Paraquat is used as an herbicide. Concentrated solutions of paraquat are highly corrosive to the oropharynx, esophagus, and stomach. The fatal dose after absorption may be as small as 4 mg/kg. If ingestion of paraquat is not rapidly fatal because of its corrosive effects, the herbicide may cause progressive pulmonary fibrosis, with death ensuing after 2–3 weeks. Patients with plasma paraquat levels above 2 mg/L at 6 hours or 0.2 mg/L at 24 hours are likely to die.
Remove ingested paraquat by immediate induced emesis, or by gastric lavage if the patient is already in a health care facility. Clay (bentonite or fuller’s earth) and activated charcoal are effective adsorbents. Administer repeated doses of 60 g of activated charcoal by gastric tube every 2 hours for at least three or four doses. Charcoal hemoperfusion, 8 hours per day for 2–3 weeks, has been anecdotally reported to be lifesaving, but clinical and animal studies are equivocal. Supplemental oxygen should be withheld unless the PaO2 is less than 70 mm Hg because oxygen may contribute to the pulmonary damage, which is mediated through lipid peroxidation. Immunosuppressive therapy (cyclophosphamide with dexamethasone) has shown possible benefit in anecdotal reports.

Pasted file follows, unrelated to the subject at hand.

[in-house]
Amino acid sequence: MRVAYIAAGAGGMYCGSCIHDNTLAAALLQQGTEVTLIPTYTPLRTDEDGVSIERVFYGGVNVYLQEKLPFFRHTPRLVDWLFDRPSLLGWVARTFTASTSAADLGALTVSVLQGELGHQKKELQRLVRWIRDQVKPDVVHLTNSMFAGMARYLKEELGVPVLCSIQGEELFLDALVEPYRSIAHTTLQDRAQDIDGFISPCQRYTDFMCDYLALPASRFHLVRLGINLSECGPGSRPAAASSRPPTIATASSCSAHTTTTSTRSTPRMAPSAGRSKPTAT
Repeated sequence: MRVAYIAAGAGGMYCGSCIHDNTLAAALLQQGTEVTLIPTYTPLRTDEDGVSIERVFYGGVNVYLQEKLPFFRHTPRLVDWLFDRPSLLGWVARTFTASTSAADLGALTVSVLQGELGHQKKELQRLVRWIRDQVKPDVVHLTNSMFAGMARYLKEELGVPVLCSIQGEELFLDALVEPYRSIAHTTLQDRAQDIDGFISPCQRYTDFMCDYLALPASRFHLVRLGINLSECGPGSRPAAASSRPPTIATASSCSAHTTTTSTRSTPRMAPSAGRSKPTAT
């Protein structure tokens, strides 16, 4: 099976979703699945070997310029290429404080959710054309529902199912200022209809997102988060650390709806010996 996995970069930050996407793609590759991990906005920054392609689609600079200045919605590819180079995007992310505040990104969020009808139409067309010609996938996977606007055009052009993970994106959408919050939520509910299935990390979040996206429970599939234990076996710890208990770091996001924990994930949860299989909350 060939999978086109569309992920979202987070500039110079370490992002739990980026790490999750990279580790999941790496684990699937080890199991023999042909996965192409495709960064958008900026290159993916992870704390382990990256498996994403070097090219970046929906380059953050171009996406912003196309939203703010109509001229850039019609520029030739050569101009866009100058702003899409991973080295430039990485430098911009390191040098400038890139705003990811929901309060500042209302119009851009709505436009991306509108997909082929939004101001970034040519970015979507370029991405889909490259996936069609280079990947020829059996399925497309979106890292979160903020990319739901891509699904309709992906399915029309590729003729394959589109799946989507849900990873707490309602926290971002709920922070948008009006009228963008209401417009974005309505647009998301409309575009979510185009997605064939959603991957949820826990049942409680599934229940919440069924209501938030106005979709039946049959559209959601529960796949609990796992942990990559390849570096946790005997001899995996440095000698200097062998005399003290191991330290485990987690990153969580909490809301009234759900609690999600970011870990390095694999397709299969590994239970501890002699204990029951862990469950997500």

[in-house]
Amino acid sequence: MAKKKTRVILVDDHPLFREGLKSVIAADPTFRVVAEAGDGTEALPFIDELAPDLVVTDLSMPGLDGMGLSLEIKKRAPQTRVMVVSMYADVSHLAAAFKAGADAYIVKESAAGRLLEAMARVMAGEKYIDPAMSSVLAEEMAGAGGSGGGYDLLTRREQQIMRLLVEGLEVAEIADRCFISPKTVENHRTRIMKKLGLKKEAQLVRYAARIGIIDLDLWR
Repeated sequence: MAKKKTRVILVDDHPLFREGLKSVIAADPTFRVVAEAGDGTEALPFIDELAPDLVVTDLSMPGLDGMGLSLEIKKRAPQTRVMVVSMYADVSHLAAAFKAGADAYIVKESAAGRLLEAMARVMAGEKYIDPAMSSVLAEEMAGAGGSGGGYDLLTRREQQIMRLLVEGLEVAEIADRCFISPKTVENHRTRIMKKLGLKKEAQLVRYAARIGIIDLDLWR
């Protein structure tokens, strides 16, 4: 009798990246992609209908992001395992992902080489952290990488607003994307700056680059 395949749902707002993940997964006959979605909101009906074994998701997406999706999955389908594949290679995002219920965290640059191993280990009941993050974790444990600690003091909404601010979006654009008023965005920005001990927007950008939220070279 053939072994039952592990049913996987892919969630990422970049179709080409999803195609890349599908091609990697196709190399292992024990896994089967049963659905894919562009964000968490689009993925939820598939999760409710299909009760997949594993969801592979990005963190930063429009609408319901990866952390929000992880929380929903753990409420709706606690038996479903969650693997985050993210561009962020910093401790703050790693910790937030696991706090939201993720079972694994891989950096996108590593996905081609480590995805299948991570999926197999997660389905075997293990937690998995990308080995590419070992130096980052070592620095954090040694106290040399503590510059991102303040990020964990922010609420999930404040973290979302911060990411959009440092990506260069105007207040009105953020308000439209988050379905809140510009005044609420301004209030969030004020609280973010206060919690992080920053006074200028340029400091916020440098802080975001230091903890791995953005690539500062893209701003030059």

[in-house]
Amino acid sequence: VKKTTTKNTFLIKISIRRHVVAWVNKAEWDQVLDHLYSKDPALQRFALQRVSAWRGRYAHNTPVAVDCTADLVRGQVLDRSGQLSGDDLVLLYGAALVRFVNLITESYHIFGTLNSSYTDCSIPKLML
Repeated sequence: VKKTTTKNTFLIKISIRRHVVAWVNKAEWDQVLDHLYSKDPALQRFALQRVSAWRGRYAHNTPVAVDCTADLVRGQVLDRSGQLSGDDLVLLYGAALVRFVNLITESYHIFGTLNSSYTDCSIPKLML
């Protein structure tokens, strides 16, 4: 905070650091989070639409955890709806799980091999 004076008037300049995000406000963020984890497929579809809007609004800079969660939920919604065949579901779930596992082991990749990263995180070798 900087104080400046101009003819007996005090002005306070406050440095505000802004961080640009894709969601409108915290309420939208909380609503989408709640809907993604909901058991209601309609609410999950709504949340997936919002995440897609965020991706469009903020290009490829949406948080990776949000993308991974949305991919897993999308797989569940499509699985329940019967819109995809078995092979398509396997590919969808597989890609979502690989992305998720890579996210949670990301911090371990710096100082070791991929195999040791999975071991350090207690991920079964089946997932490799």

et al. Corrosive airway and esophageal injury in paraquat intoxication. Intern Med. 2021;60:113.
et al. Does hemoperfusion increase survival in acute paraquat poisoning? A retrospective multicenter study. Toxics. 2020;8:84.